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The application of optical fiber sensors in advanced fiber reinforced composites. Part 1: Introduction and issues

  • G. F. Fernando
  • P. A. Crosby
  • T. Liu
Chapter
Part of the Optoelectronics, Imaging and Sensing Series book series (OISS, volume 3)

Abstract

Advanced fiber reinforced composites (AFRCs) are a class of materials which are made up of a reinforcing phase and a matrix phase. The reinforcing phase can be short fibers or continuous fibers. Typical examples of fibers which are used include carbon, glass, silicon carbide and polyaramid. The matrix phase can be a thermoplastic, thermoset, ceramic or metal. A summary of selected properties for engineering materials is presented in Table 2.1. With reference to Table 2.1, it is readily apparent that the specific properties (property of interest divided by the density) of AFRCs are superior to those of other engineering materials. This makes AFRCs ideal materials for primary and secondary load-bearing applications where weight is at a premium. Hence there is extensive utilization for aerospace and other transport-based applications. The drive to reduce the overall weight of AFRCs has resulted in the development of hollow glass and carbon fibers.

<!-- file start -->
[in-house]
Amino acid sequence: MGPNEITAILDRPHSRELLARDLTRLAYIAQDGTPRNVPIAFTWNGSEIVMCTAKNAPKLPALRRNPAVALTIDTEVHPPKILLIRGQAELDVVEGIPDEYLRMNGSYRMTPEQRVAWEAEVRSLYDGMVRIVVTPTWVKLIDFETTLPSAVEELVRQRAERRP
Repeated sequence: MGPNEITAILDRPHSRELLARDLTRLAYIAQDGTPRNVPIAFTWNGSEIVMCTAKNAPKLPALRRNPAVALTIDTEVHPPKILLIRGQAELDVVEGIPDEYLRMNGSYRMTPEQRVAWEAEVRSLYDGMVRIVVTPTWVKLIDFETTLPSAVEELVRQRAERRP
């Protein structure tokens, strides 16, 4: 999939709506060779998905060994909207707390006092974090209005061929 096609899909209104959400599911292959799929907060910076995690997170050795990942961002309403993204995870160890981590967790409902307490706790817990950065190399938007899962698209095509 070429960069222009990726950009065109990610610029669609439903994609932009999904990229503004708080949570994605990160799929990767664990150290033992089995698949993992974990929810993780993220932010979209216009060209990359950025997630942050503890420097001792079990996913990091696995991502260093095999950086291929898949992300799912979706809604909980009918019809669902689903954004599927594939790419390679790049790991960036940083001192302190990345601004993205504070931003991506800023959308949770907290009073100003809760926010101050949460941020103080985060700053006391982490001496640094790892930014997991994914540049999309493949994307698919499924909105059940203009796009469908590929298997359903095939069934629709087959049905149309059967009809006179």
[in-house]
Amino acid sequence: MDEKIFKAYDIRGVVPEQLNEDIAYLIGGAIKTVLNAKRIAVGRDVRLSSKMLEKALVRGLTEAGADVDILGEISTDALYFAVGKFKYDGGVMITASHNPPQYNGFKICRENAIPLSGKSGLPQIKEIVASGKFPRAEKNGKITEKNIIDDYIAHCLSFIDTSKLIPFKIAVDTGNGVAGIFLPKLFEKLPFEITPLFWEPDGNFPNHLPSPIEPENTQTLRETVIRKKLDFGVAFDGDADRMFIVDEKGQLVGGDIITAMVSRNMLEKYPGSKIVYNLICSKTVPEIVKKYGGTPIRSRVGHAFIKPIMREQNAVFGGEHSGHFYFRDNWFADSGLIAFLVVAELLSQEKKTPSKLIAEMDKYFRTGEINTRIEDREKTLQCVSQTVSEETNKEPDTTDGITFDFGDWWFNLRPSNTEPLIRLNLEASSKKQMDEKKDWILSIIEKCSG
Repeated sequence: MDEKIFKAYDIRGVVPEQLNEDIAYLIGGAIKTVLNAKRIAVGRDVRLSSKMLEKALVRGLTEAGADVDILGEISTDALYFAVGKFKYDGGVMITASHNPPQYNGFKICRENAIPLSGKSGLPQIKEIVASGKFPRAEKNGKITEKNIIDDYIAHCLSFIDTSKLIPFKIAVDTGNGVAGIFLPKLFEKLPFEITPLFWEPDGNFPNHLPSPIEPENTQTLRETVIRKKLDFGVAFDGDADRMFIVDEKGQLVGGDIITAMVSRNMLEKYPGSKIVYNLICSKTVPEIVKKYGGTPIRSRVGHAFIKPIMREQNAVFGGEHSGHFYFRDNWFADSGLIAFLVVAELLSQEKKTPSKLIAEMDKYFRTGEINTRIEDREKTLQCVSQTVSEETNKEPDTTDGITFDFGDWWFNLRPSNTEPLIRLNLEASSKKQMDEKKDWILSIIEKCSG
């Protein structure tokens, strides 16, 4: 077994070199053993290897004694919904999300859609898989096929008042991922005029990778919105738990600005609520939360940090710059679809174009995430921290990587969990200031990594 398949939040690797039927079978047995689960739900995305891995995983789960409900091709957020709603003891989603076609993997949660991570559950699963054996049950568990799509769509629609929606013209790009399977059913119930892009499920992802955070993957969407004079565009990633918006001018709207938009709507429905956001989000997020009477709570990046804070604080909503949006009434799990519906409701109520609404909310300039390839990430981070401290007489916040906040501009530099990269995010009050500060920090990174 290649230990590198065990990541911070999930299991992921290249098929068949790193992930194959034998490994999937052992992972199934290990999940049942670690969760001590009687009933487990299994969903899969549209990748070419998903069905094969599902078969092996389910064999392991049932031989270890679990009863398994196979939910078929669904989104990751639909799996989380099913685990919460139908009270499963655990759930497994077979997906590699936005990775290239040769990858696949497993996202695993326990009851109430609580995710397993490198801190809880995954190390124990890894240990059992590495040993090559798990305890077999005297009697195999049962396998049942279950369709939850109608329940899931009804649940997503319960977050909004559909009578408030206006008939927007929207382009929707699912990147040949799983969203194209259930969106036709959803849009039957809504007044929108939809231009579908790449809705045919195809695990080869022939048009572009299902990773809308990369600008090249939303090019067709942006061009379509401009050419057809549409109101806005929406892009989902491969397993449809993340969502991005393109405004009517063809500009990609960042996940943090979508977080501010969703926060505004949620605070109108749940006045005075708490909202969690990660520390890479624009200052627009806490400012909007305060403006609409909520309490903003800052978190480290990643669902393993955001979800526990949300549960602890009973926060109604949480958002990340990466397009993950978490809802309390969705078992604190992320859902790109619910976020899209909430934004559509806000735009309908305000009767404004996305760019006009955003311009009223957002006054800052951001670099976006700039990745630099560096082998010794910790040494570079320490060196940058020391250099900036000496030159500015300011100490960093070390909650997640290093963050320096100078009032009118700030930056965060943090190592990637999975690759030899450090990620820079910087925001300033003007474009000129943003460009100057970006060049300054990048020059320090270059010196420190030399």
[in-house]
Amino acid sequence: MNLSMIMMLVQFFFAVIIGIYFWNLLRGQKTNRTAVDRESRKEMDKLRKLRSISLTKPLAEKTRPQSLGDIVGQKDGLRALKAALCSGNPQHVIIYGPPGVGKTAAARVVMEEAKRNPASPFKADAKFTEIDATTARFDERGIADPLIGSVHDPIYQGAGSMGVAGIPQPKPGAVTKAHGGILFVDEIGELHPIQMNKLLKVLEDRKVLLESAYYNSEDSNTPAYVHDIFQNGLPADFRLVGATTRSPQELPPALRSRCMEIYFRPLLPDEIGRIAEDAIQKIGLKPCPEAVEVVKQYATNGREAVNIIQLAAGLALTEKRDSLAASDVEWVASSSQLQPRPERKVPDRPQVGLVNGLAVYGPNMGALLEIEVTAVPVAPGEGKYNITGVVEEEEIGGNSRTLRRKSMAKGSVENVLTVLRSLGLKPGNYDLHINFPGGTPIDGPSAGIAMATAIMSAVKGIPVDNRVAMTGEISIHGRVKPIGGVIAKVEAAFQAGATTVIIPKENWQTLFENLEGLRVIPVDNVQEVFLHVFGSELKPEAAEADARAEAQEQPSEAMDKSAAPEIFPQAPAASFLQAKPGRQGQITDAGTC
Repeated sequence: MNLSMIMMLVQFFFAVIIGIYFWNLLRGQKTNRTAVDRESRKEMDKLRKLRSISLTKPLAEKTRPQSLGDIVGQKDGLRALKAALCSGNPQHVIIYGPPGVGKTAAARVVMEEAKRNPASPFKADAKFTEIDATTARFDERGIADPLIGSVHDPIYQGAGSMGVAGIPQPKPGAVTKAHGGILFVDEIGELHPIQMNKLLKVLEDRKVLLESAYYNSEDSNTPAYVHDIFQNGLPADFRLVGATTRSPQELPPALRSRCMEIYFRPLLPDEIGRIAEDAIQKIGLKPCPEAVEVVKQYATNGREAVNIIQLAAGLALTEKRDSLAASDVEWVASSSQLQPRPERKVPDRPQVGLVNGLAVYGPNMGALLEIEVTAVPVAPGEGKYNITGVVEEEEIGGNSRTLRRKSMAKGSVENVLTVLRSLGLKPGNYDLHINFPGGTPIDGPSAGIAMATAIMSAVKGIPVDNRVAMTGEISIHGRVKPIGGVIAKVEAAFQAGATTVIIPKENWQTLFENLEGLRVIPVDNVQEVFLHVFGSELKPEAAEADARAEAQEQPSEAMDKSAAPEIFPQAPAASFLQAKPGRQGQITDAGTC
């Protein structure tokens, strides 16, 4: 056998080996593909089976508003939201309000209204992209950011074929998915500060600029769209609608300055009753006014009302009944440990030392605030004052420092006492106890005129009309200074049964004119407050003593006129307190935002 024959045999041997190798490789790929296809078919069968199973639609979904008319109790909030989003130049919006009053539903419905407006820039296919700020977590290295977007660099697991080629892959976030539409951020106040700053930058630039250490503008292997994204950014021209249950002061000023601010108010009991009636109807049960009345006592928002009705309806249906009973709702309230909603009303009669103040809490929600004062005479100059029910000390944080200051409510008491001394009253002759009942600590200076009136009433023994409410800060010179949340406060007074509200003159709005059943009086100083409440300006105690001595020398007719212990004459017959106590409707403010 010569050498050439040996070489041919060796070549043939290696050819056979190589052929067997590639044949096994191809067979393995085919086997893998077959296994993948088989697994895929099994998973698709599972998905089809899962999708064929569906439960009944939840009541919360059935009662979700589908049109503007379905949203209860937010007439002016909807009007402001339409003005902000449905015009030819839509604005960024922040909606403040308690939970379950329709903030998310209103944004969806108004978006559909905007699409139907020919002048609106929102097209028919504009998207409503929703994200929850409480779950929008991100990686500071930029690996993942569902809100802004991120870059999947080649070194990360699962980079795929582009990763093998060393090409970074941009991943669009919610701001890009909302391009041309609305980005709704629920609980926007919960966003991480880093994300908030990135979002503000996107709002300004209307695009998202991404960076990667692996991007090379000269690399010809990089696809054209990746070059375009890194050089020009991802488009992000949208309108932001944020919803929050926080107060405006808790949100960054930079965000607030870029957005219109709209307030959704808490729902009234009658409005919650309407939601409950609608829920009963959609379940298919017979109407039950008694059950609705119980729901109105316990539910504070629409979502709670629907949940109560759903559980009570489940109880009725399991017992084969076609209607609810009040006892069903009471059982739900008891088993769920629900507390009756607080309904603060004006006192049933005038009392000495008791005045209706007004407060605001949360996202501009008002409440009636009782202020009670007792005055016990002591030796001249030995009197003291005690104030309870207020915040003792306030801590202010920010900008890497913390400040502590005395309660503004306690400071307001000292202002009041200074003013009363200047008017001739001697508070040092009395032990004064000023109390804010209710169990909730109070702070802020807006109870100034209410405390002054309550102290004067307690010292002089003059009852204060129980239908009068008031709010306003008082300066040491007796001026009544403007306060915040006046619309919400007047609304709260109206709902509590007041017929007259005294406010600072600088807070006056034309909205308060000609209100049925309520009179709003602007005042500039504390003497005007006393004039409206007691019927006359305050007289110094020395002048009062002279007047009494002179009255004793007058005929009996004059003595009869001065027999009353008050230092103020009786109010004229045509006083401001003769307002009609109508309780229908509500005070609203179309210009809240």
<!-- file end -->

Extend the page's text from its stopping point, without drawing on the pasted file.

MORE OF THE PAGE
Keywords

Fiber Bragg Grating Optical Fiber Sensor Resin System Interfacial Bond Strength Embed Sensor 
These keywords were added by machine and not by the authors. This process is experimental and the keywords may be updated as the learning algorithm improves.

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Copyright information

© Springer Science+Business Media Dordrecht 1999

Authors and Affiliations

  • G. F. Fernando
  • P. A. Crosby
  • T. Liu

There are no affiliations available

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